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Yes off course. Skyrim is a game I could have payed double the normal amount (€60,-) for and I still wouldn't be mad. The game is so lengthy that I've probably spend more than 150+ hours playing. Star Wars: Force Unleashed II was the opposite. I felt like I've been deceived after buying the game (I love Star Wars and the first game was pretty good) and the story was finished after 6 hours. So, size is really important.
 
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I love exploring a large open world (fallout, elder scrolls, far cry, day z, etc) but backtracking can be tedious without a proper system to return to previous explored area. I'd rather play a 6 hour linear game that constantly leads me to knew locations than a 100 hour open world game with tons of backtracking.
 

misskitten

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Like a story can be a few pages and feel too long, and another can be hundreds upon hundreds of pages and not feel not long enough - I feel the same way about games. While I do love the idea of having a huge game to explore and play, it really depends on how that game is filled. If the game is filled to the brink with exciting gaming content, then I love the idea of the game being huge. If the content is not all that engaging and/or is spread far apart to create the illusion of big, then the size works against the game.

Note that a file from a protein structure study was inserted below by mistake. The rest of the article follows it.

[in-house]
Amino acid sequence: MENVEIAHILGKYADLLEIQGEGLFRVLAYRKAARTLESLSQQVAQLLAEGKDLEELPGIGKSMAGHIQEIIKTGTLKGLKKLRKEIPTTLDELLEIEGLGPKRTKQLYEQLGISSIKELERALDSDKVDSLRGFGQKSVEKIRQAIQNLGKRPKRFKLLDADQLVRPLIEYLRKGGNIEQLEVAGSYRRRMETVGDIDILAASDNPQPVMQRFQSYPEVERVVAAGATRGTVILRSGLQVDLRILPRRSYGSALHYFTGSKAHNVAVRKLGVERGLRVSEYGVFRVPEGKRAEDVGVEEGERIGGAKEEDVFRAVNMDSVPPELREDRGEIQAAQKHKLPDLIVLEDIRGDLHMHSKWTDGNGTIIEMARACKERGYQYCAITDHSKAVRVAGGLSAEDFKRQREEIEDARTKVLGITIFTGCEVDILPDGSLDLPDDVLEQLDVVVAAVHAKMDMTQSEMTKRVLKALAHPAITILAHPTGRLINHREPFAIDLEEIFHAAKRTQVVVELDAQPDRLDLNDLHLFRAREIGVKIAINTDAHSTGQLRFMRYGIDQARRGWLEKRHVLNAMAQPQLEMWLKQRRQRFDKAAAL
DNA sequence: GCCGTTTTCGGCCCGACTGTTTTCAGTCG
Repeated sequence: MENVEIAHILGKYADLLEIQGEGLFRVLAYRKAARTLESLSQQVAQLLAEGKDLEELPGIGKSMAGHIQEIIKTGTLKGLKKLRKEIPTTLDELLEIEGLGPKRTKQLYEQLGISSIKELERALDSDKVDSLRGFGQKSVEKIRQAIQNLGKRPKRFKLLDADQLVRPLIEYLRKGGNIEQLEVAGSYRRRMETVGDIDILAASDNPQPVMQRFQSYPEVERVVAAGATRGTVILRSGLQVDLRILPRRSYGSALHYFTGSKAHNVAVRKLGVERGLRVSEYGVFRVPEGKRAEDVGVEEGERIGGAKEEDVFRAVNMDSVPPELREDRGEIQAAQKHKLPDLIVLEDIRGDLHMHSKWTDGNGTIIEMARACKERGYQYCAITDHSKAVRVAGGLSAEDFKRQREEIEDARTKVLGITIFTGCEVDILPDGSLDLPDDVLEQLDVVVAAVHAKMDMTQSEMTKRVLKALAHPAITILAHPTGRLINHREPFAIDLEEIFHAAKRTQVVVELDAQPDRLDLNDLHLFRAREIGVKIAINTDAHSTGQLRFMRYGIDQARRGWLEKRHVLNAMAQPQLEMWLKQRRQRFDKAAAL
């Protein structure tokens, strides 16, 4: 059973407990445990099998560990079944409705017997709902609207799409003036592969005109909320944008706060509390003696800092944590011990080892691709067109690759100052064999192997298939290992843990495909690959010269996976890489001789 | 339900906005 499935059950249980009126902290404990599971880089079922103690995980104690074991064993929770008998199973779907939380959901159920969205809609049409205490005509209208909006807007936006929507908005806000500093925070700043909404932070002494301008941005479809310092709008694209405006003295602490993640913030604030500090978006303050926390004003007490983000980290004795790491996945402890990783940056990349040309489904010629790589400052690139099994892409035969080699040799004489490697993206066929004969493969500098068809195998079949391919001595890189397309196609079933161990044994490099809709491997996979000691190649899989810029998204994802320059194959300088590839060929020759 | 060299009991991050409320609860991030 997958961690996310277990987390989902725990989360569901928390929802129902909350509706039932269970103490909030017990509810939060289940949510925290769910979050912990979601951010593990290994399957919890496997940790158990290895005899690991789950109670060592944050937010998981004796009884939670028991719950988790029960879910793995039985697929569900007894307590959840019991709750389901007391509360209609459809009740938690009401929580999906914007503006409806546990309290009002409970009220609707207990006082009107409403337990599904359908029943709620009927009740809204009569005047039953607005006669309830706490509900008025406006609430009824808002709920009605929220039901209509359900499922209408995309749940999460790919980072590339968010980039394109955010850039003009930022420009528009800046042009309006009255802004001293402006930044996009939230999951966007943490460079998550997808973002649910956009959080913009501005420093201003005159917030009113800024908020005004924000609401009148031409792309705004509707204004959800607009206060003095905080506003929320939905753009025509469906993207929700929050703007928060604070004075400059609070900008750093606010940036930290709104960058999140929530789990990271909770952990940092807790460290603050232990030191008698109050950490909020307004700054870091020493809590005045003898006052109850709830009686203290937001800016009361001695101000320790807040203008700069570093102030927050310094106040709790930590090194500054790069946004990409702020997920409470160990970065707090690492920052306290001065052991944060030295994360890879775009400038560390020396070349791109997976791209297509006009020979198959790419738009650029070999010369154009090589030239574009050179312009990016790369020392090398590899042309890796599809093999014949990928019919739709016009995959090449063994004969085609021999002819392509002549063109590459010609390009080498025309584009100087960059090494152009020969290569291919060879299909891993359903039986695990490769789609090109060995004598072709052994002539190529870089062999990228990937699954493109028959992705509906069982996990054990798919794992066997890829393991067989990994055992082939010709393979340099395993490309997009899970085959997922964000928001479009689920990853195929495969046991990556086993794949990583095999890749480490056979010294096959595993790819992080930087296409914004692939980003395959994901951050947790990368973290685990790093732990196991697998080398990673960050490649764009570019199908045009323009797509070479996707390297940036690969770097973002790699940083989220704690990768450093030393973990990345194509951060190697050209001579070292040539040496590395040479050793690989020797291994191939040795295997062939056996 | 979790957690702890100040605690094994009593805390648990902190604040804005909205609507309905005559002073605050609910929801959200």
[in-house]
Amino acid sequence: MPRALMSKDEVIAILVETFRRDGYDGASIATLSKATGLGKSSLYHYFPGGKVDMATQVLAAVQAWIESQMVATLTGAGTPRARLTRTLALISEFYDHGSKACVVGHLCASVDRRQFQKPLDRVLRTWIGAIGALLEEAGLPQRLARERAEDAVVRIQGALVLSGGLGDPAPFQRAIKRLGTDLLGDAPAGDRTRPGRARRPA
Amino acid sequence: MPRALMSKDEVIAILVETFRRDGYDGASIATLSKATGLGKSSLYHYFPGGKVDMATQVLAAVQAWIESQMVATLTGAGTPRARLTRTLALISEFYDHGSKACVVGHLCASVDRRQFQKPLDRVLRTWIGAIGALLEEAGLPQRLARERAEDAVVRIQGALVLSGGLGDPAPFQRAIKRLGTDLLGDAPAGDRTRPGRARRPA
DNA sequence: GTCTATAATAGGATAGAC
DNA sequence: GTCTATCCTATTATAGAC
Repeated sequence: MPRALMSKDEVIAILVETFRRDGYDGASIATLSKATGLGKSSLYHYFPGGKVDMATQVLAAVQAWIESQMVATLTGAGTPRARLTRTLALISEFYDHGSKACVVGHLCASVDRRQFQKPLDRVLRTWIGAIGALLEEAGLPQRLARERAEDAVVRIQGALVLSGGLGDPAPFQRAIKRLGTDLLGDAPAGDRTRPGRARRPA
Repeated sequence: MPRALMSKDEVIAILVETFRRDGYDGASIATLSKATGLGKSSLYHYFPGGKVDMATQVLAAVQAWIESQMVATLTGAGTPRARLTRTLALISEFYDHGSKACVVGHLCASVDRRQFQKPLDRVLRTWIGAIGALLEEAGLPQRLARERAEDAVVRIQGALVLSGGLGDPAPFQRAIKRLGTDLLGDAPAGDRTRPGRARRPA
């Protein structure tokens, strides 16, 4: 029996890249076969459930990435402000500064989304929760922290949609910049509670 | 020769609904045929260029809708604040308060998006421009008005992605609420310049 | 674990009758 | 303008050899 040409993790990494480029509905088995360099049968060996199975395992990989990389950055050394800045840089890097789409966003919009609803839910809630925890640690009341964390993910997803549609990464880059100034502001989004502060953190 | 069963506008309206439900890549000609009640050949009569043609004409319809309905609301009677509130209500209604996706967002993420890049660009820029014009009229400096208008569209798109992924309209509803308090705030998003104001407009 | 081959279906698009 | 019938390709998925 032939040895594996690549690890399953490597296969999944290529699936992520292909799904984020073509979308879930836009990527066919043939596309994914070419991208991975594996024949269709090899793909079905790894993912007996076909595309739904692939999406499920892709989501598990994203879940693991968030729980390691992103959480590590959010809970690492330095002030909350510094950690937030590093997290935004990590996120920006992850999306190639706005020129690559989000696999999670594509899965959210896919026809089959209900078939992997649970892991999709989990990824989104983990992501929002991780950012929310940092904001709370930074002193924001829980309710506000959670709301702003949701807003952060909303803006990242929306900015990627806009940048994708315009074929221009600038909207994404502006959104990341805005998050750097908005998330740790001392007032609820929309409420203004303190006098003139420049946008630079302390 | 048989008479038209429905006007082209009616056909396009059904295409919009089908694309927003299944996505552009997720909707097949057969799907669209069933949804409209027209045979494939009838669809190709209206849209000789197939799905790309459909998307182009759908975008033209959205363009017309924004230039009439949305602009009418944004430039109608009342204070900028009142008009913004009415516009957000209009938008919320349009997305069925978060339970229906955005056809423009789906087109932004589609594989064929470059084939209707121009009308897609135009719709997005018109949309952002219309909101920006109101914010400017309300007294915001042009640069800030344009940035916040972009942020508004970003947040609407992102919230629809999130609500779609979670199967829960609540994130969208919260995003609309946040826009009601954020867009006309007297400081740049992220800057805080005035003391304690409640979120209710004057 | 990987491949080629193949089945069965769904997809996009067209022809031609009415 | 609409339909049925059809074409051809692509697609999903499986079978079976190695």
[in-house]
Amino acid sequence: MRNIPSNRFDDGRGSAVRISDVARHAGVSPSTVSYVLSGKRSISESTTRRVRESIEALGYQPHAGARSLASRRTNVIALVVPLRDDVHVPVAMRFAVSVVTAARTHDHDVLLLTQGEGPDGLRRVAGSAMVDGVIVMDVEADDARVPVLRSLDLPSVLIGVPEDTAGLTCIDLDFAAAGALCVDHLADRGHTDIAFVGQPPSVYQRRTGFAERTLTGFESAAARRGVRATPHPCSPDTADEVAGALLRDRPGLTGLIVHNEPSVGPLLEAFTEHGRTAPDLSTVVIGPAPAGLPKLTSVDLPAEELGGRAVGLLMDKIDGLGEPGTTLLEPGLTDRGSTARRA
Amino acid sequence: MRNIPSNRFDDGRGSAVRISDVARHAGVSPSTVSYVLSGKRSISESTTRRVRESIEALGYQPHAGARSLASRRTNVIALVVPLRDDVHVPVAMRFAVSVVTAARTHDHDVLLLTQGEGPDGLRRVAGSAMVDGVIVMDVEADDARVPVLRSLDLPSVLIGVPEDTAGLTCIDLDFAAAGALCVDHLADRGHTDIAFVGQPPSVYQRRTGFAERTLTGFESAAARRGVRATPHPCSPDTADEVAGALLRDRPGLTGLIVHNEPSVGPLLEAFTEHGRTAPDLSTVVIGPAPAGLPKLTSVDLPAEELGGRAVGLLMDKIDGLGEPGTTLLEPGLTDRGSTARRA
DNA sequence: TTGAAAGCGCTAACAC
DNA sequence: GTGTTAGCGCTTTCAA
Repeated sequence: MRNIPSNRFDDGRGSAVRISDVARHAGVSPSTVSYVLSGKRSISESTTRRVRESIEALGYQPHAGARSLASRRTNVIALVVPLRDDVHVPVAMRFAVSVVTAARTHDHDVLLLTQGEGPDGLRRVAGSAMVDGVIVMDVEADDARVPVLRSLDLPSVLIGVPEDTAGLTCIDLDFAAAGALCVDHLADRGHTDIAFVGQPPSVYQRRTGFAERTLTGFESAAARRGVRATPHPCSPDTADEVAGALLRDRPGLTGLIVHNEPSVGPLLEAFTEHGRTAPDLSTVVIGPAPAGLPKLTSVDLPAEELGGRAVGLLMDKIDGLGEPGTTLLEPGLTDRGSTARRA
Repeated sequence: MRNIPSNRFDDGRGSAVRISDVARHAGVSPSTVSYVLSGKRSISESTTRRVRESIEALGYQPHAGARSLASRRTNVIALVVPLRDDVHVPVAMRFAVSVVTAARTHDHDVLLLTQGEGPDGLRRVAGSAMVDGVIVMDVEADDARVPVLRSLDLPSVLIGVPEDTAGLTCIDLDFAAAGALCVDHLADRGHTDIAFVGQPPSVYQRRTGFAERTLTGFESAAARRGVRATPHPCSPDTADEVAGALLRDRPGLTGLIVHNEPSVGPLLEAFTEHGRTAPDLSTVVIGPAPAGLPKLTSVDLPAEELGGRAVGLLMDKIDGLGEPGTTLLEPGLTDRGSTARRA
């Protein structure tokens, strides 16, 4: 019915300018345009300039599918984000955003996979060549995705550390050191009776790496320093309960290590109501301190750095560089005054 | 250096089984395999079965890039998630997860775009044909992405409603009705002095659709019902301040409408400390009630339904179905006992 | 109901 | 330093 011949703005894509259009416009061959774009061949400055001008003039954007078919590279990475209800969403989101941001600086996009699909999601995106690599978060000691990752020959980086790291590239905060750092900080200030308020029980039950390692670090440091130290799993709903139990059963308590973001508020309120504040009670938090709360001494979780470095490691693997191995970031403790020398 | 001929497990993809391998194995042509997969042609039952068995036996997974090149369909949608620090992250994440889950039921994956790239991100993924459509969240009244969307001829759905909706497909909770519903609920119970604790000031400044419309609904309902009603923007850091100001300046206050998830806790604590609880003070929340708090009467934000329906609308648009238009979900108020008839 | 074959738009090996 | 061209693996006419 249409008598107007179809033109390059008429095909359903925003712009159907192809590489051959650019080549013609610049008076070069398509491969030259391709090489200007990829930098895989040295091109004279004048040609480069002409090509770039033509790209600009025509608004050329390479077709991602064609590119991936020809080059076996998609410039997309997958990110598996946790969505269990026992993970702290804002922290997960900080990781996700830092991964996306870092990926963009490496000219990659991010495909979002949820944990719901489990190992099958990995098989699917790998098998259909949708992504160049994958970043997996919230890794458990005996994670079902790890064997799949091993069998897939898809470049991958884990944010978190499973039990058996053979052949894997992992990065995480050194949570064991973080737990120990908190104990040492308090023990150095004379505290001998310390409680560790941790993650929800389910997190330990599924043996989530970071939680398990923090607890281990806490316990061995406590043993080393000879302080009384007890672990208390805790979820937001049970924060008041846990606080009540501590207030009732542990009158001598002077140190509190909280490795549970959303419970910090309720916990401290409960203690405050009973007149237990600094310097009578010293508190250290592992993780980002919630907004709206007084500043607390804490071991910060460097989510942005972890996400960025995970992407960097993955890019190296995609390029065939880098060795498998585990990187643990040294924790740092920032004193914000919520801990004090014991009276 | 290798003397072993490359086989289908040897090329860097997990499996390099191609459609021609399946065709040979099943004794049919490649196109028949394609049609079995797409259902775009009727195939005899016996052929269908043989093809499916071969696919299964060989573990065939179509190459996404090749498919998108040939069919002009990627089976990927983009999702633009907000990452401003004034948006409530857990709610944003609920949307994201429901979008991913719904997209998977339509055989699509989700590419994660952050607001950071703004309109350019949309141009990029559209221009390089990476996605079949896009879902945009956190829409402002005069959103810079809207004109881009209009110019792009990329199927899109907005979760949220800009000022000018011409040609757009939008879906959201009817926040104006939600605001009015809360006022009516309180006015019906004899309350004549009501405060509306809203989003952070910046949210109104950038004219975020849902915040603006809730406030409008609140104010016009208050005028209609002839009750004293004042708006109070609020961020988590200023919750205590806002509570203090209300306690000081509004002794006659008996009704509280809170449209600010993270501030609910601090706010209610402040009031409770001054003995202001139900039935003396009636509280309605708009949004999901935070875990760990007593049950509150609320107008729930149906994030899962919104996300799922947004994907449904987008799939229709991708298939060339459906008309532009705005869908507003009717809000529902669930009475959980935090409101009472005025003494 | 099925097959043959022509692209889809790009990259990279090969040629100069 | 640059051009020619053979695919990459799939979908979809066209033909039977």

43ForceGems

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Well just like everything else in a game, it doesn't matter, as long as it's done good. I don't care if a game has a small world a big world, as long as the world it has is good. Earthbound has a pretty freaking huge world, and it's amazing, I love it. Yet something like Pikmin is pretty small, just a couple small areas that are easily explored, but the way it's executed is fabulous.
 

Jimmu

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I'm not so fussed as to how big the explorable world is but I do like them to use the space well. If there is an open world filled with absolutely nothing then I find that rather boring (I suppose this excludes games like Fallout 3 that are supposed to feel somewhat empty). Some of my favourite video game worlds are in Banjo Kazooie and Donkey Kong 64, these games had explorable worlds that were filled with so much to do and explore. Banjo-Kazooie was somewhat of a colectathon but I think that it was done in a way that was actually enjoyable. Something I thought Donkey Kong 64 did really was basing the design of the world around abilities of the characters, for example having to shrink as Tiny Kong to fit into certain sections. So the amount of space isn't a vital aspect of making a great game, what they do with the space is.
 

Mask-Salesman

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@ Jimmy.F27

Perfectly said, it's important what you do with the space. You can't make spacious games just because you want them to be spacious. Developers should have a plan with their game. Donkey Kong 64 and Banjo Kazooie (and Tooie!) are the perfect examples. Man, I love those games so much. Milestones in my childhood, maybe just as much as OoT and MM were!